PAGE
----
It’s not exactly an intuitive thing to think of slaw this time of year. And it would have totally slipped my mind were it not for last week’s Super Bowl party that my friends threw to mark the game. The big piece de resistance for the meal portion were pulled pork sandwiches and my girlfriend, Sharon, made sure to slow-roast the meat over twelve hours. My contribution, paltry this time around, was a simple slaw to complement the sweet tones of the pulled pork.
My initial thoughts turned to salads I typically gravitate to in the winter. Plates of bright citrus, bowls of hearty lacinato kale, mounds of sturdy escarole. But none of those went as well with pulled pork as a traditional slaw. And when I went on a grocery run, I noticed that while the greens were looking rather limp and sadder than usual, cabbage was sturdy and crisp, as if trying to tell me that I should, perhaps, give slaw a chance.
I’ve made many slaws by now, and rarely will I pass on a homemade one. I love slaws, but ofte see people shun it at picnics or parties. Sadly, cole slaw gets an unfairly bad rap no doubt because the stuff that’s normally sold in the grocery store has been sitting out for god-only-knows-how-long and is drowning in a ton of mayo. When I see it behind a deli counter, my stomach churns a little. But a homemade cole slaw is a whole different animal, if you will. I love that it’s the kind of thing you make and let sit for some hours to let the flavors meld and the cabbage to get slightly limp, but still remain its cheery crunch. I love the bright notes of citrus of vinegar that lift the mayonnaise-based dressing into something more exciting. And looking back on last weekend, I have to say that eating a plate of something crunchy and fresh has been a welcome reprieve from all the braises and stews and soups we’ve been having as of late.
Because our pulled pork was going to be served with some barbecue sauce, I wanted to dress my slaw with something that would contrast nicely with the sweet flavors, something that would have a kick. In the past, I have often snuck in a teaspoon of wasabi into my mayonnaise slurry, but rummaging around my pantry last weekend, I realized, I had run out of quite a bit of stuff, wasabi included. Disappointed, I went to find mayonnaise in the fridge, only to happen upon the next best thing – wasabi-spiked mayonnaise from Trader Joe’s. While it wasn’t my original concoction, I thought that in light of the circumstance it was going to be have to do. When life gives you wasabi mayonnaise…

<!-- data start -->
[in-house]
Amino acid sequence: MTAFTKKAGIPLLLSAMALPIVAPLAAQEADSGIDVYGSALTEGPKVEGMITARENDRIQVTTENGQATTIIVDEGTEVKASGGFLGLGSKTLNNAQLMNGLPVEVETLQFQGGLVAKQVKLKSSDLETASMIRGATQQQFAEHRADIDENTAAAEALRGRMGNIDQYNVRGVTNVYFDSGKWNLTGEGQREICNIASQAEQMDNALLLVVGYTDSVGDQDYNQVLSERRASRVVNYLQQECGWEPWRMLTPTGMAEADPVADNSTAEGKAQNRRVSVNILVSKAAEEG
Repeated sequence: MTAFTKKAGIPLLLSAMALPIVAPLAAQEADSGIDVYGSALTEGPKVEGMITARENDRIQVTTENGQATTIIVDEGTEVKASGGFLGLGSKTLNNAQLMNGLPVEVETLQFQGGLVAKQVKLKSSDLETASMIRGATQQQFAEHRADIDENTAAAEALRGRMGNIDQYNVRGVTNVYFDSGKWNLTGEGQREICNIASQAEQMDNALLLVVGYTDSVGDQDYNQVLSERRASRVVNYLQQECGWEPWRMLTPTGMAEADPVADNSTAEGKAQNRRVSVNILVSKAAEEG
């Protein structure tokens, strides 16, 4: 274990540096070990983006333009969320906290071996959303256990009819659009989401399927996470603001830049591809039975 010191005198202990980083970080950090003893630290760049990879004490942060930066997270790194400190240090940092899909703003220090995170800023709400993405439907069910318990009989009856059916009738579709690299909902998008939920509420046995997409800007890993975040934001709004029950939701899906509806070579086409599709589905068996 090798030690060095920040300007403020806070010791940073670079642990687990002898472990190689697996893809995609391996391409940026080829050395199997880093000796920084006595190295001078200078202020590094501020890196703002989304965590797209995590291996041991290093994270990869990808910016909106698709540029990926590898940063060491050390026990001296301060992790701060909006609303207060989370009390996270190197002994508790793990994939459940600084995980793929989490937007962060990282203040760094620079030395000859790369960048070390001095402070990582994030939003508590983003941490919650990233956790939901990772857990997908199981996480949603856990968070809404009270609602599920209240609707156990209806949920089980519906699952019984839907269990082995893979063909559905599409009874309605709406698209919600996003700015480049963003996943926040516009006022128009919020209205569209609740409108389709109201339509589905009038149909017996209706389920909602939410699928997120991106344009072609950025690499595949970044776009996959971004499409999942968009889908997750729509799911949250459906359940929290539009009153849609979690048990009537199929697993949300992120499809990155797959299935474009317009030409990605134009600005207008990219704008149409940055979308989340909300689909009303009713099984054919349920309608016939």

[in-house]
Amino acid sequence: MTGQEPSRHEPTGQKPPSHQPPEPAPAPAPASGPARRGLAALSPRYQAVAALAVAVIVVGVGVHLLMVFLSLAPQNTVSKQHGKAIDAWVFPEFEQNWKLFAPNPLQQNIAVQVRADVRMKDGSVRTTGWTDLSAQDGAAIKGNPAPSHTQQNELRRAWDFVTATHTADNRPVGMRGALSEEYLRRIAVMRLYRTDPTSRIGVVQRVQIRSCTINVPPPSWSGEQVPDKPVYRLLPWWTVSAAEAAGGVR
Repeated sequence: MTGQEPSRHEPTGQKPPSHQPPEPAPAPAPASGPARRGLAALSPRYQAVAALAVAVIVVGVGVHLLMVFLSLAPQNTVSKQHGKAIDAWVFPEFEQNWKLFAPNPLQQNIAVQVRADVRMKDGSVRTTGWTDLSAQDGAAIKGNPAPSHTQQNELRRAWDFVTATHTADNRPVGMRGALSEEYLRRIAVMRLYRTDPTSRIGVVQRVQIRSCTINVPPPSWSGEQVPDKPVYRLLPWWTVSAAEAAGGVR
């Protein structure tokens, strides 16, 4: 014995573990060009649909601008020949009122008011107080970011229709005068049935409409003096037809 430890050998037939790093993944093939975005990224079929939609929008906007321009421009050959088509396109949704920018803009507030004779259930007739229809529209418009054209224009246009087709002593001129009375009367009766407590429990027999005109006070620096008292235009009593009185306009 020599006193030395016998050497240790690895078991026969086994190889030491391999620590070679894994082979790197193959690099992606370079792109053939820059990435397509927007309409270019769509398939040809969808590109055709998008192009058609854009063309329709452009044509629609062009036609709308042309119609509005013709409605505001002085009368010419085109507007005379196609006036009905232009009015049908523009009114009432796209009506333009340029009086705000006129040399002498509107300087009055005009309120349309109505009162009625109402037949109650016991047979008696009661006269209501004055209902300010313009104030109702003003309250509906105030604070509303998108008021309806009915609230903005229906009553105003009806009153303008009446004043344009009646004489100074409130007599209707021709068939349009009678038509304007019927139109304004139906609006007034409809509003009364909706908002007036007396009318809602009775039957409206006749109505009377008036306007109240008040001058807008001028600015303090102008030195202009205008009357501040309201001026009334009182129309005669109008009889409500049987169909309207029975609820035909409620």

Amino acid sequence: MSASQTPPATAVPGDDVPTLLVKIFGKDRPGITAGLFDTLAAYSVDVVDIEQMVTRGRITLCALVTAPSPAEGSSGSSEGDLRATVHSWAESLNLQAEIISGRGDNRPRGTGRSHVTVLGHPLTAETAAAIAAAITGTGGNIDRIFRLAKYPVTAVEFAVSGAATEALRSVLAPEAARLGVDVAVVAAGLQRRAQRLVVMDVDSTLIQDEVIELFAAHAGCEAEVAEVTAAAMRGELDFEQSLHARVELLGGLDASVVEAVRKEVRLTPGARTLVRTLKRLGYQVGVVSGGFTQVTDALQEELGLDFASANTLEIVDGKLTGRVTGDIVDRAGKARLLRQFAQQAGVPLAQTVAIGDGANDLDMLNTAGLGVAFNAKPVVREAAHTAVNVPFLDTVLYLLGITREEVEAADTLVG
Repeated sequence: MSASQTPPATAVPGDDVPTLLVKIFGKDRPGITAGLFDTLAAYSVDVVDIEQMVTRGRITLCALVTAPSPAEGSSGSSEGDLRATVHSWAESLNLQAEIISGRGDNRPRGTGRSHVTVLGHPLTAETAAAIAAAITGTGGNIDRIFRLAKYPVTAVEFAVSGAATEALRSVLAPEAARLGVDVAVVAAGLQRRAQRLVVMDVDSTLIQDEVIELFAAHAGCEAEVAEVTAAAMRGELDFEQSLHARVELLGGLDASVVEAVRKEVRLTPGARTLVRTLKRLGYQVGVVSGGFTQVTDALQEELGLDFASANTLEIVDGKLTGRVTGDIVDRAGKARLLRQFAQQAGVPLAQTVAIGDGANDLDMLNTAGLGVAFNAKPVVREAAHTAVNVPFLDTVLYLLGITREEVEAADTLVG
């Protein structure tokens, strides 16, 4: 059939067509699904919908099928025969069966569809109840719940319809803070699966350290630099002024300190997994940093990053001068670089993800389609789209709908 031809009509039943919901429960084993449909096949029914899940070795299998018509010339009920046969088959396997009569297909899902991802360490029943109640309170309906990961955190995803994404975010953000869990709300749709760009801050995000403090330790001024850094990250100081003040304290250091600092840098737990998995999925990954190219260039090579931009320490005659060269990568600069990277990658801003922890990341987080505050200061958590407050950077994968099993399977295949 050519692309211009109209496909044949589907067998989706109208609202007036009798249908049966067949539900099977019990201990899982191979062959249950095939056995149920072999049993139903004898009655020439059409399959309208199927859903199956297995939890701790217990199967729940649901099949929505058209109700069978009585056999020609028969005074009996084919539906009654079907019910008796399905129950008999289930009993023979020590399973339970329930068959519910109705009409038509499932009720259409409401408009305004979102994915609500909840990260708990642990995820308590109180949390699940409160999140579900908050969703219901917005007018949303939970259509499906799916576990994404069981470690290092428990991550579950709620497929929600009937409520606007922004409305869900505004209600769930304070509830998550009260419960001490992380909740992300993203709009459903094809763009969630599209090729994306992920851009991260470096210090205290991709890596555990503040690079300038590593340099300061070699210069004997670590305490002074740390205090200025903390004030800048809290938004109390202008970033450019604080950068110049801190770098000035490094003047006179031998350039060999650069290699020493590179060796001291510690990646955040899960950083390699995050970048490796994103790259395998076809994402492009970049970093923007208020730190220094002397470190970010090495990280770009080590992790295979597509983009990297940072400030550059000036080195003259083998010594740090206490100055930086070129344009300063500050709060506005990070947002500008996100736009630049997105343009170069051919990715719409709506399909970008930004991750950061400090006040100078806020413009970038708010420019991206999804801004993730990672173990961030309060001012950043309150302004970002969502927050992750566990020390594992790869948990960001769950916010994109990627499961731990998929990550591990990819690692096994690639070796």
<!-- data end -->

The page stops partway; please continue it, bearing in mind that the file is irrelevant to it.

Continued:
Not only did it work beautifully, but everyone, even non-slaw lovers, piled their plates up high with the pork and slaw, mixing them together and going back for seconds. When they found out the slaw was homemade, their faces brightened a little. It makes me feel hopeful — perhaps I have made a few slaw converts that evening — one crunch forkful of cabbage at a time.
Cole Slaw with Wasabi-Spiked Mayo
I refer below to green cabbage because that’s what I grew up with and it’s what I prefer to eat. If Napa cabbage is your favorite, or you want to do a mix of green and red cabbages – by all means, play around and see what tastes and textures suit you best. Likewise, the addition of wasabi powder is purely optional as not everyone likes to have their slaw with a kick.
One 3 to 3 1/2-pound green cabbage
1 large carrot, shredded on the coarsest grating side
3 scallions, white parts only, chopped
1/2 cup mayonnaise
1 teaspoon wasabi powder (optional; use more or less depending on your preference), Trader Joe’s wasabi mayonnaise
1/2 cup pickle relish
1 tablespoon Dijon mustard
2 tablespoons freshly squeezed lemon juice
Kosher salt to taste
Freshly ground black pepper to taste
1. Wash and dry your cabbage and remove the outermost leaves. Cut the cabbage in half with a sturdy, sharp knife. Remove the dense core by cutting the wedge on both sides. Quarter each of the halves and slice each quarter into thin ribbons about 1/8-inch thick.
2. Whisk together the mayonnaise, wasabi powder, relish, mustard and lemon juice.
3. Place your shredded cabbage, carrot and scallions in a large bowl (or two large bowls, as was the case with me), pour the dressing over it, and toss to coat evenly throughout. Season with salt and pepper, toss again, taste, season again if necessary, and toss again if seasoning for the second time.
4. Cover the slaw and chill (or refrigerate) until ready to serve. Ideally, if you’re serving the slaw in the afternoon, you’ve made the slaw in the morning, so that the flavors will sit together and meld. Toss once more before serving.
Serves 8 to 10.